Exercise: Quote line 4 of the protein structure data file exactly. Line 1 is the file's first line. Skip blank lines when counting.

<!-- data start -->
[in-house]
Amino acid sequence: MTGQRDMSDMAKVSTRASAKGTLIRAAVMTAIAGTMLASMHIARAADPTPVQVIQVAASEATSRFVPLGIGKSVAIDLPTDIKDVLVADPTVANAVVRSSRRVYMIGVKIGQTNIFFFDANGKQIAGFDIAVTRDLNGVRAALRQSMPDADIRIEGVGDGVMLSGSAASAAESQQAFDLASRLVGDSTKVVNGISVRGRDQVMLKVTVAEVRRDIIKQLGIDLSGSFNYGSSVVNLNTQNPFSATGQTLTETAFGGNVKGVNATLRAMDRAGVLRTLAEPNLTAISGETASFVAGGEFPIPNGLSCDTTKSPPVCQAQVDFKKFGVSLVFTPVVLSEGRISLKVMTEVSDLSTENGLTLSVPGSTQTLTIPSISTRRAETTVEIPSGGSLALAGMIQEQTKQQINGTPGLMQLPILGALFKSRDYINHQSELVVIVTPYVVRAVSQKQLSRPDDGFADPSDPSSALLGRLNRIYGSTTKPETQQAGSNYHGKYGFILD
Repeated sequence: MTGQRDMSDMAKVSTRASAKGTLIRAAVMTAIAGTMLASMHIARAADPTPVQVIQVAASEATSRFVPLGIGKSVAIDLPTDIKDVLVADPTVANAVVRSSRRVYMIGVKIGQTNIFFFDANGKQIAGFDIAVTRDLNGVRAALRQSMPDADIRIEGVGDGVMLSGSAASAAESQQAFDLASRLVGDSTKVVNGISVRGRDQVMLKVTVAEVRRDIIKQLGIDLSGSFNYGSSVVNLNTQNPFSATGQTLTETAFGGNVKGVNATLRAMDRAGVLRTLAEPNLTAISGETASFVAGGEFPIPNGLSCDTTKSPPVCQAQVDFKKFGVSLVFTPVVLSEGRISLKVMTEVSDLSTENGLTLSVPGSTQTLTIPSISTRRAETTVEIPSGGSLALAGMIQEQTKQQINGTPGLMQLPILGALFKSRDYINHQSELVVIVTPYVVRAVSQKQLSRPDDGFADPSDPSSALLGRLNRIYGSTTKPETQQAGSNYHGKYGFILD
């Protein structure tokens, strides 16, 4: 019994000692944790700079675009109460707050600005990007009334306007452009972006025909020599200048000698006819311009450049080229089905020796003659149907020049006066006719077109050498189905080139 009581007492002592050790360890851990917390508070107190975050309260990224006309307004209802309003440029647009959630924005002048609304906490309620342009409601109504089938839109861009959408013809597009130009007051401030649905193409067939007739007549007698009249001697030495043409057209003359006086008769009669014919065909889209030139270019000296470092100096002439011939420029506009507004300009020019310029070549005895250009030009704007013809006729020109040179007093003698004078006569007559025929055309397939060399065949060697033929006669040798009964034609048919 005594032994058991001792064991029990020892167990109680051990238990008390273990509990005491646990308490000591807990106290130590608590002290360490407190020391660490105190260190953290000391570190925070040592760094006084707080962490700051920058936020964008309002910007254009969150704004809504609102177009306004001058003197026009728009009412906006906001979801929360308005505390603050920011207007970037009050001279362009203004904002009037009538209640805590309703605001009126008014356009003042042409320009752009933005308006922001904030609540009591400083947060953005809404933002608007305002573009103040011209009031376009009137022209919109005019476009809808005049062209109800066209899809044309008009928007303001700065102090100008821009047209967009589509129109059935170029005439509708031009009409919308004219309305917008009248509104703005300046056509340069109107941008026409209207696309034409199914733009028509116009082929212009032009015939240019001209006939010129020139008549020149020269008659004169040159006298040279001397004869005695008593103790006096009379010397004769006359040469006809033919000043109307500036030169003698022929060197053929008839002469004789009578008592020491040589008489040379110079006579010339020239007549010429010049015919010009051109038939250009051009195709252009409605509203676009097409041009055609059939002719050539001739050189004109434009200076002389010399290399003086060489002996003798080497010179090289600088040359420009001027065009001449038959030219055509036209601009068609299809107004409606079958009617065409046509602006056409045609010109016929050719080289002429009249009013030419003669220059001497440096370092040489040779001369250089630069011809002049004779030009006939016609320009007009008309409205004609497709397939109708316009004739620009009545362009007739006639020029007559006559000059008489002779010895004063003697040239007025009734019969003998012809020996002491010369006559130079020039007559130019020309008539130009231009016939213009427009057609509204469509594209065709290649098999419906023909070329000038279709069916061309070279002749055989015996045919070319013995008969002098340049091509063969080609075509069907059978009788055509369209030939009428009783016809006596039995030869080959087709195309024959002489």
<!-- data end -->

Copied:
């Protein structure tokens, strides 16, 4: 019994000692944790700079675009109460707050600005990007009334306007452009972006025909020599200048000698006819311009450049080229089905020796003659149907020049006066006719077109050498189905080139 009581007492002592050790360890851990917390508070107190975050309260990224006309307004209802309003440029647009959630924005002048609304906490309620342009409601109504089938839109861009959408013809597009130009007051401030649905193409067939007739007549007698009249001697030495043409057209003359006086008769009669014919065909889209030139270019000296470092100096002439011939420029506009507004300009020019310029070549005895250009030009704007013809006729020109040179007093003698004078006569007559025929055309397939060399065949060697033929006669040798009964034609048919 005594032994058991001792064991029990020892167990109680051990238990008390273990509990005491646990308490000591807990106290130590608590002290360490407190020391660490105190260190953290000391570190925070040592760094006084707080962490700051920058936020964008309002910007254009969150704004809504609102177009306004001058003197026009728009009412906006906001979801929360308005505390603050920011207007970037009050001279362009203004904002009037009538209640805590309703605001009126008014356009003042042409320009752009933005308006922001904030609540009591400083947060953005809404933002608007305002573009103040011209009031376009009137022209919109005019476009809808005049062209109800066209899809044309008009928007303001700065102090100008821009047209967009589509129109059935170029005439509708031009009409919308004219309305917008009248509104703005300046056509340069109107941008026409209207696309034409199914733009028509116009082929212009032009015939240019001209006939010129020139008549020149020269008659004169040159006298040279001397004869005695008593103790006096009379010397004769006359040469006809033919000043109307500036030169003698022929060197053929008839002469004789009578008592020491040589008489040379110079006579010339020239007549010429010049015919010009051109038939250009051009195709252009409605509203676009097409041009055609059939002719050539001739050189004109434009200076002389010399290399003086060489002996003798080497010179090289600088040359420009001027065009001449038959030219055509036209601009068609299809107004409606079958009617065409046509602006056409045609010109016929050719080289002429009249009013030419003669220059001497440096370092040489040779001369250089630069011809002049004779030009006939016609320009007009008309409205004609497709397939109708316009004739620009009545362009007739006639020029007559006559000059008489002779010895004063003697040239007025009734019969003998012809020996002491010369006559130079020039007559130019020309008539130009231009016939213009427009057609509204469509594209065709290649098999419906023909070329000038279709069916061309070279002749055989015996045919070319013995008969002098340049091509063969080609075509069907059978009788055509369209030939009428009783016809006596039995030869080959087709195309024959002489």